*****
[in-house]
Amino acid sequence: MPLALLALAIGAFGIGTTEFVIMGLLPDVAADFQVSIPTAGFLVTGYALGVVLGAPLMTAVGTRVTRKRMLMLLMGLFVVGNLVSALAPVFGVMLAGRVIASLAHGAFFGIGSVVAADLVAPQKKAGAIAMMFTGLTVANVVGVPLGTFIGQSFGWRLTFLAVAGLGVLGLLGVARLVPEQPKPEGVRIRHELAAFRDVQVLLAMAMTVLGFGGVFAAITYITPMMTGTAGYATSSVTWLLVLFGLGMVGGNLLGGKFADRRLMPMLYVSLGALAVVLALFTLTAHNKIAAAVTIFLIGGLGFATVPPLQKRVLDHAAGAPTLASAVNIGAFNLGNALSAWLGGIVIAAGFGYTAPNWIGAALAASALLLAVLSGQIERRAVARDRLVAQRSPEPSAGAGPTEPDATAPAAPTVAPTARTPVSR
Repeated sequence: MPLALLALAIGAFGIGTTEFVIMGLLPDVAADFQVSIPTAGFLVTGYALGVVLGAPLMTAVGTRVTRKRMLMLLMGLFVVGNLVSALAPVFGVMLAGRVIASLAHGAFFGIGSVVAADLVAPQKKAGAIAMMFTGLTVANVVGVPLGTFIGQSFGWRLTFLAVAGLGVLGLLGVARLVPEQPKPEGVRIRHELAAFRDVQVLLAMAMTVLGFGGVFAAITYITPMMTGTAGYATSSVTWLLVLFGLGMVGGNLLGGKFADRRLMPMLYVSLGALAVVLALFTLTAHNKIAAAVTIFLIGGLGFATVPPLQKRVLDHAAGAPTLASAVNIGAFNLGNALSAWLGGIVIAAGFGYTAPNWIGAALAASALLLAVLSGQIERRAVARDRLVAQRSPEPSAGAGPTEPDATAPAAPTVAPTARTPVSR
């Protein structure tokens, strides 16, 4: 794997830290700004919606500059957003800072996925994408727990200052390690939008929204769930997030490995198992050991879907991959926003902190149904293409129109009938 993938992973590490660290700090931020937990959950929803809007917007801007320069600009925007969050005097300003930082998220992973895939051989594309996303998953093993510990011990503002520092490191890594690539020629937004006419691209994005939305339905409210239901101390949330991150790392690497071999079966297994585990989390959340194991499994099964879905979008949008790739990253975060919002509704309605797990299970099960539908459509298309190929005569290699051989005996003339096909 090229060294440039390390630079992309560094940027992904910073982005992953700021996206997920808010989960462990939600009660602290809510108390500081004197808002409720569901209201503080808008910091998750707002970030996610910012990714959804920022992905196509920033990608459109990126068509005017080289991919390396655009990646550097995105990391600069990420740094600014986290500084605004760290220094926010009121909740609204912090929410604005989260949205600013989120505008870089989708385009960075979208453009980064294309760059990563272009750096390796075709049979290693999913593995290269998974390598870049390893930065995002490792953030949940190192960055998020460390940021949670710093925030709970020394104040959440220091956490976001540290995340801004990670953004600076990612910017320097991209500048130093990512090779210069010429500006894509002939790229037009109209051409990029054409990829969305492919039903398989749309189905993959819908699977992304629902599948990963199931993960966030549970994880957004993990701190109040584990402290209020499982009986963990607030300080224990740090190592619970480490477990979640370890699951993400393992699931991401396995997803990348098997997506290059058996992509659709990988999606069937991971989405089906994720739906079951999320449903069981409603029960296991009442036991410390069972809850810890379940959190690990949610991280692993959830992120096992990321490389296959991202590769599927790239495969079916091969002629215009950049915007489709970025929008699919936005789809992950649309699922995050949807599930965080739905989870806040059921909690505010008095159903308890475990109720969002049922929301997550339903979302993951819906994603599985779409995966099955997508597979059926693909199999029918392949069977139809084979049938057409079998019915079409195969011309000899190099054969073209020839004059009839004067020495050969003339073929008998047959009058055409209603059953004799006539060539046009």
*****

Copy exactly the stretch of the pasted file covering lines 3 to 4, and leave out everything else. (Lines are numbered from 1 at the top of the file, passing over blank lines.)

Repeated sequence: MPLALLALAIGAFGIGTTEFVIMGLLPDVAADFQVSIPTAGFLVTGYALGVVLGAPLMTAVGTRVTRKRMLMLLMGLFVVGNLVSALAPVFGVMLAGRVIASLAHGAFFGIGSVVAADLVAPQKKAGAIAMMFTGLTVANVVGVPLGTFIGQSFGWRLTFLAVAGLGVLGLLGVARLVPEQPKPEGVRIRHELAAFRDVQVLLAMAMTVLGFGGVFAAITYITPMMTGTAGYATSSVTWLLVLFGLGMVGGNLLGGKFADRRLMPMLYVSLGALAVVLALFTLTAHNKIAAAVTIFLIGGLGFATVPPLQKRVLDHAAGAPTLASAVNIGAFNLGNALSAWLGGIVIAAGFGYTAPNWIGAALAASALLLAVLSGQIERRAVARDRLVAQRSPEPSAGAGPTEPDATAPAAPTVAPTARTPVSR
């Protein structure tokens, strides 16, 4: 794997830290700004919606500059957003800072996925994408727990200052390690939008929204769930997030490995198992050991879907991959926003902190149904293409129109009938 993938992973590490660290700090931020937990959950929803809007917007801007320069600009925007969050005097300003930082998220992973895939051989594309996303998953093993510990011990503002520092490191890594690539020629937004006419691209994005939305339905409210239901101390949330991150790392690497071999079966297994585990989390959340194991499994099964879905979008949008790739990253975060919002509704309605797990299970099960539908459509298309190929005569290699051989005996003339096909 090229060294440039390390630079992309560094940027992904910073982005992953700021996206997920808010989960462990939600009660602290809510108390500081004197808002409720569901209201503080808008910091998750707002970030996610910012990714959804920022992905196509920033990608459109990126068509005017080289991919390396655009990646550097995105990391600069990420740094600014986290500084605004760290220094926010009121909740609204912090929410604005989260949205600013989120505008870089989708385009960075979208453009980064294309760059990563272009750096390796075709049979290693999913593995290269998974390598870049390893930065995002490792953030949940190192960055998020460390940021949670710093925030709970020394104040959440220091956490976001540290995340801004990670953004600076990612910017320097991209500048130093990512090779210069010429500006894509002939790229037009109209051409990029054409990829969305492919039903398989749309189905993959819908699977992304629902599948990963199931993960966030549970994880957004993990701190109040584990402290209020499982009986963990607030300080224990740090190592619970480490477990979640370890699951993400393992699931991401396995997803990348098997997506290059058996992509659709990988999606069937991971989405089906994720739906079951999320449903069981409603029960296991009442036991410390069972809850810890379940959190690990949610991280692993959830992120096992990321490389296959991202590769599927790239495969079916091969002629215009950049915007489709970025929008699919936005789809992950649309699922995050949807599930965080739905989870806040059921909690505010008095159903308890475990109720969002049922929301997550339903979302993951819906994603599985779409995966099955997508597979059926693909199999029918392949069977139809084979049938057409079998019915079409195969011309000899190099054969073209020839004059009839004067020495050969003339073929008998047959009058055409209603059953004799006539060539046009």